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Thursday, 20 June 2013
Page: 3504


Senator WONG (South AustraliaDeputy Leader of the Government in the Senate and Minister for Finance and Deregulation) (10:27): I rise to make a brief contribution to this debate, an issue on which I have spoken previously. It is an issue of principle that is before us which I support. This bill is one aspect of a broader principle. Whilst I do support it, it is obviously not the central issue. The central issue that this parliament will not deal with but a future parliament must and will deal with is the principle of equality for all Australians. It is a principle that is as simple as it is enduring and a principle which I have supported all my life.

I do want to respond very briefly to some of the comments which have preceded me in that debate, in particular from Senator Madigan and Senator Brandis. I acknowledge that Senator Madigan, whilst I disagree with his views, at least contributed them in a respectful way. It is disappointing that Senator Brandis did not follow suit. Both Senators Madigan and Brandis talked about the importance of recognising that there are differences of opinion on this issue here in Australia—and, indeed, there are. Whilst I do not agree with those who have an opinion contrary to mine, they have a right to hold it.

What I do disagree with, however, is their right to impose that opinion upon me and upon others in my situation—that is, upon gay and lesbian Australians who wish to demonstrate, through ceremony, their love and commitment to their partner. The issue here has never been whether or not people have different opinions about the institution of marriage. The issue is whether a secular state should impose a particular set of opinions in order to exclude some Australians from the institution of marriage.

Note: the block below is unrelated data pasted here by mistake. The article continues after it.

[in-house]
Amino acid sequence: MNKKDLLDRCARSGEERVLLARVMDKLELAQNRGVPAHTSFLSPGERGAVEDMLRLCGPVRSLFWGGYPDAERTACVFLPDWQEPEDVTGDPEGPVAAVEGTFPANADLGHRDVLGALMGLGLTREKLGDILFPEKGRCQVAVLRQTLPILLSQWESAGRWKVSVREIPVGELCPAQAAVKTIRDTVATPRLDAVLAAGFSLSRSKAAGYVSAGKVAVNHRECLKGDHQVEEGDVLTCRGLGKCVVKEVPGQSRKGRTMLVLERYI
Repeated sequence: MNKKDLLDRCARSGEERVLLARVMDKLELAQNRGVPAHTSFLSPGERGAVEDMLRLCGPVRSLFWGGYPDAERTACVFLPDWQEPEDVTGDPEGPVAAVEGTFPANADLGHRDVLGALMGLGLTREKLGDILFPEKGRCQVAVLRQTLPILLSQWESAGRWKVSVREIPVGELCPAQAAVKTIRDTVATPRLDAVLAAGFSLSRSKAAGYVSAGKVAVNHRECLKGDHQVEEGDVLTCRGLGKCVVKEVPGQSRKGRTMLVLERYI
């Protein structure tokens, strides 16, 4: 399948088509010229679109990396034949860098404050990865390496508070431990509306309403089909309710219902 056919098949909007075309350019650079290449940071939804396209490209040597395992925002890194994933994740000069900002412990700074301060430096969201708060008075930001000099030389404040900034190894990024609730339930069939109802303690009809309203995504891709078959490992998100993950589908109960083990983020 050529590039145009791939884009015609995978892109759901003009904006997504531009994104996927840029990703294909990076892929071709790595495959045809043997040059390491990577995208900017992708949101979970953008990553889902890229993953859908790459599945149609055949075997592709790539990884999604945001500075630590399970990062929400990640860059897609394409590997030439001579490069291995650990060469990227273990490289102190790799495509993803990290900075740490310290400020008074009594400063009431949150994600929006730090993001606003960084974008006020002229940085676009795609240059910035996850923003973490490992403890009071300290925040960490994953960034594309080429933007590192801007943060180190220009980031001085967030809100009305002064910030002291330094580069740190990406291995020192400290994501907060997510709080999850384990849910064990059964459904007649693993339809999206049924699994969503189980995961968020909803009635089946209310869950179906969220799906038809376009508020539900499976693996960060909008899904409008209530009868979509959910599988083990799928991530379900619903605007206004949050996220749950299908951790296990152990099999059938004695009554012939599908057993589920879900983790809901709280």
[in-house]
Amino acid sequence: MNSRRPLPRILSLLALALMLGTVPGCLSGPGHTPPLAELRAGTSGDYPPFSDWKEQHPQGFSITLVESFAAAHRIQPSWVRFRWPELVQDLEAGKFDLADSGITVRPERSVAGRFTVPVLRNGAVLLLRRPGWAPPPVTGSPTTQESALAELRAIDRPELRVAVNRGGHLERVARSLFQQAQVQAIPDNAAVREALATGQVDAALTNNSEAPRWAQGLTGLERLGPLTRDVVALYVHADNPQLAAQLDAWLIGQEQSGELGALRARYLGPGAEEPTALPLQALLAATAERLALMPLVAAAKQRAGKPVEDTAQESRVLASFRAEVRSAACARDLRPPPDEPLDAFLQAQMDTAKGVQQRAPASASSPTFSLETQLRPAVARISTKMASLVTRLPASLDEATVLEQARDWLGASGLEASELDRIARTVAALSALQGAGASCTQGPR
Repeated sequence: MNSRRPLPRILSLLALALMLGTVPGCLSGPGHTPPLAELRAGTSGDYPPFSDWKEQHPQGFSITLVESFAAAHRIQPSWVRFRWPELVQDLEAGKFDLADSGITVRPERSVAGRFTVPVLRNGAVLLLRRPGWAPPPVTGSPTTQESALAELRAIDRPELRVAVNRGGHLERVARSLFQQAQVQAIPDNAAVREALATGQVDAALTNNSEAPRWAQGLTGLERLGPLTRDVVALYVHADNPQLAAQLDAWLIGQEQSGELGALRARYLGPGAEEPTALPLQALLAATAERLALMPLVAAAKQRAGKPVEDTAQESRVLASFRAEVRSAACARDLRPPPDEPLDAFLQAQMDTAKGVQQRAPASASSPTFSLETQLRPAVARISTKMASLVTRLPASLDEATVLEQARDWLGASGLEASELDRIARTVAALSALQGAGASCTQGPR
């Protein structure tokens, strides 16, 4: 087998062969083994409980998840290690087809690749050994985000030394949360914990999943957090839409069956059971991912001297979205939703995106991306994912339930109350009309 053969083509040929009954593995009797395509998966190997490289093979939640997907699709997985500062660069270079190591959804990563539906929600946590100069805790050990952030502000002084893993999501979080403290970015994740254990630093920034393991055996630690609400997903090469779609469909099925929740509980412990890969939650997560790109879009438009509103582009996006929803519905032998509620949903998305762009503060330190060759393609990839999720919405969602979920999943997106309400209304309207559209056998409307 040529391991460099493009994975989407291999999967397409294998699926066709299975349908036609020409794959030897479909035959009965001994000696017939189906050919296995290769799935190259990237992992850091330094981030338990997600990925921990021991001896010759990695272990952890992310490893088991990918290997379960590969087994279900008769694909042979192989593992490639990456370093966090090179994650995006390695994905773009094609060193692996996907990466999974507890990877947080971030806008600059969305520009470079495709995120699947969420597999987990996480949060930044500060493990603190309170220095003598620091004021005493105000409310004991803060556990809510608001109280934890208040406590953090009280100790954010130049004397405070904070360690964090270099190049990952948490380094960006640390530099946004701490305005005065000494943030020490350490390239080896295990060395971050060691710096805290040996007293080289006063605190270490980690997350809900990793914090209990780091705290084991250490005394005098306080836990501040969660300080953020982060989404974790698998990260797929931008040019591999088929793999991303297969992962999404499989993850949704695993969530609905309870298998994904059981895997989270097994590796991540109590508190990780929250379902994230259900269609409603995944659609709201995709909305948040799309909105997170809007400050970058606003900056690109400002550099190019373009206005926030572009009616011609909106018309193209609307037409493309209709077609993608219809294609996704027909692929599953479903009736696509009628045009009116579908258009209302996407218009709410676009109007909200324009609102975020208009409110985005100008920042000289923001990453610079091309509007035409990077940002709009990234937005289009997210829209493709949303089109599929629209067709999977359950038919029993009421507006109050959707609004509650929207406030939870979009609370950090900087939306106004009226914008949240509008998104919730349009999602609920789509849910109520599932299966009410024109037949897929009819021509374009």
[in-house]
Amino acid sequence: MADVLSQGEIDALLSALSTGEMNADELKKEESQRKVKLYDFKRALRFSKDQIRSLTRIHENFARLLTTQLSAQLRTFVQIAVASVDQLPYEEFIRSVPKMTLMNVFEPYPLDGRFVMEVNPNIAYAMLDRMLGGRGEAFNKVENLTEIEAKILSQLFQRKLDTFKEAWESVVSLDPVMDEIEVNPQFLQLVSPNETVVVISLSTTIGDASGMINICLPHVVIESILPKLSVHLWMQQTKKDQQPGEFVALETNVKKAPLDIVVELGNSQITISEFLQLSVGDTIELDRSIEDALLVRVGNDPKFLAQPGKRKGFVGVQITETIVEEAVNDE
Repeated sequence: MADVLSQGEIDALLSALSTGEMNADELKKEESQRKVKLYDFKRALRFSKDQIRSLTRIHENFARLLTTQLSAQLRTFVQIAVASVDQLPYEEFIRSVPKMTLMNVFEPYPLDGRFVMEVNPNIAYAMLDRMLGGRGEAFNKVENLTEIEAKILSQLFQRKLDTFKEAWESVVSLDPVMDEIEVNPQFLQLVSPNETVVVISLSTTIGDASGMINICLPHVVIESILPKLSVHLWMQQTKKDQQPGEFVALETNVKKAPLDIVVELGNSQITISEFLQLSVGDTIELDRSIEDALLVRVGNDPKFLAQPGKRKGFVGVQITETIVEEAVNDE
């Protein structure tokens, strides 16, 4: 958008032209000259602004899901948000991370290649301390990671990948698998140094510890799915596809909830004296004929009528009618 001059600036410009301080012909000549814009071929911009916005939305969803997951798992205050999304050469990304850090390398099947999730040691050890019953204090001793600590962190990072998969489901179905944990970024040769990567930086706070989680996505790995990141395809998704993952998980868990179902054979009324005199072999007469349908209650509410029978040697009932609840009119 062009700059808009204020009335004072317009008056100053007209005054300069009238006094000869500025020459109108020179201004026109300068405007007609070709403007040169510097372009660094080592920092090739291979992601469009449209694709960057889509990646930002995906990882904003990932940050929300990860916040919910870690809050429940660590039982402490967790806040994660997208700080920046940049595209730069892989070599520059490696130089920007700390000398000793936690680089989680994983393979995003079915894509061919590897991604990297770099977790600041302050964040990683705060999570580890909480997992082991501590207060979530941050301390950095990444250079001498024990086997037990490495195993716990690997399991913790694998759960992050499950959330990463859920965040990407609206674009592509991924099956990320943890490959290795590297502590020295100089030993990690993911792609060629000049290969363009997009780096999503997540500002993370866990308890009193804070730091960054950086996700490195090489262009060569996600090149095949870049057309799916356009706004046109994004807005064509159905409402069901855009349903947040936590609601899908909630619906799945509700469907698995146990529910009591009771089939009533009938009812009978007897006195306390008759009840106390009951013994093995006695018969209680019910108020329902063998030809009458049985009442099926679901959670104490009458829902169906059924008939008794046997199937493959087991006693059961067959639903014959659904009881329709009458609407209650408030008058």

My view is that equality is a fundamental right. Whilst Australia has not always been an equal society, over the span of our social programs, it is ultimately the direction in which we have moved. Calls for equality in this nation have been persistent and, generally, they have ultimately been successful. Over the decades we have seen changes to ensure that Australians are not discriminated against, at least explicitly, on the basis of their gender, race, religion or age. To me, this demonstrates the resonating power of the principle of equality, of saying and affirming that all of us are equal and society should treat us as such, of believing that we should judge people on their principles, their ethics, their capacities and such characteristics rather than on the colour of their skin or the gender of their partner. Embracing diversity and inclusion and knowing that our community is diminished by marginalisation is a principle in which I believe.